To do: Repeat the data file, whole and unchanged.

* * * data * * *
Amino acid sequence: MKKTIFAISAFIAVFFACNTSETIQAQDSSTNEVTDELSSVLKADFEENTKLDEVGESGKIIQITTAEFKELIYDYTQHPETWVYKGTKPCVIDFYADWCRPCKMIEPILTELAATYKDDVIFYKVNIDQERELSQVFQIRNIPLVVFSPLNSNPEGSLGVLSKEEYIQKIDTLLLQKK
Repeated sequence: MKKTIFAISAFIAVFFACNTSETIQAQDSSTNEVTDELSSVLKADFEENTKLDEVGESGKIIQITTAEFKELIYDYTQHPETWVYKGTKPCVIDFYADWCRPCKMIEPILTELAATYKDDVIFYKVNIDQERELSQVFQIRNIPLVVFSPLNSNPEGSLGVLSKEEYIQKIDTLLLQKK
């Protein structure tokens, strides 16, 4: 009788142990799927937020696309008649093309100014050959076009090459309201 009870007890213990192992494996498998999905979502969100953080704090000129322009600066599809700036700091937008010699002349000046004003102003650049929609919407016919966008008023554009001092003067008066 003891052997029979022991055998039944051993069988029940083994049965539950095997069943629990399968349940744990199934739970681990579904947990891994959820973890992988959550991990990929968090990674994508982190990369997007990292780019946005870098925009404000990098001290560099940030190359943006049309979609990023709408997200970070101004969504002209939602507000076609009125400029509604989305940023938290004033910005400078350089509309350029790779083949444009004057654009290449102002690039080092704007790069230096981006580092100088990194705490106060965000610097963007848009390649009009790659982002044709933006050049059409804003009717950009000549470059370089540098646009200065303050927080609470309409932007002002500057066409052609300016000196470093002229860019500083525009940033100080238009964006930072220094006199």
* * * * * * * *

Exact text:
Amino acid sequence: MKKTIFAISAFIAVFFACNTSETIQAQDSSTNEVTDELSSVLKADFEENTKLDEVGESGKIIQITTAEFKELIYDYTQHPETWVYKGTKPCVIDFYADWCRPCKMIEPILTELAATYKDDVIFYKVNIDQERELSQVFQIRNIPLVVFSPLNSNPEGSLGVLSKEEYIQKIDTLLLQKK
Repeated sequence: MKKTIFAISAFIAVFFACNTSETIQAQDSSTNEVTDELSSVLKADFEENTKLDEVGESGKIIQITTAEFKELIYDYTQHPETWVYKGTKPCVIDFYADWCRPCKMIEPILTELAATYKDDVIFYKVNIDQERELSQVFQIRNIPLVVFSPLNSNPEGSLGVLSKEEYIQKIDTLLLQKK
């Protein structure tokens, strides 16, 4: 009788142990799927937020696309008649093309100014050959076009090459309201 009870007890213990192992494996498998999905979502969100953080704090000129322009600066599809700036700091937008010699002349000046004003102003650049929609919407016919966008008023554009001092003067008066 003891052997029979022991055998039944051993069988029940083994049965539950095997069943629990399968349940744990199934739970681990579904947990891994959820973890992988959550991990990929968090990674994508982190990369997007990292780019946005870098925009404000990098001290560099940030190359943006049309979609990023709408997200970070101004969504002209939602507000076609009125400029509604989305940023938290004033910005400078350089509309350029790779083949444009004057654009290449102002690039080092704007790069230096981006580092100088990194705490106060965000610097963007848009390649009009790659982002044709933006050049059409804003009717950009000549470059370089540098646009200065303050927080609470309409932007002002500057066409052609300016000196470093002229860019500083525009940033100080238009964006930072220094006199």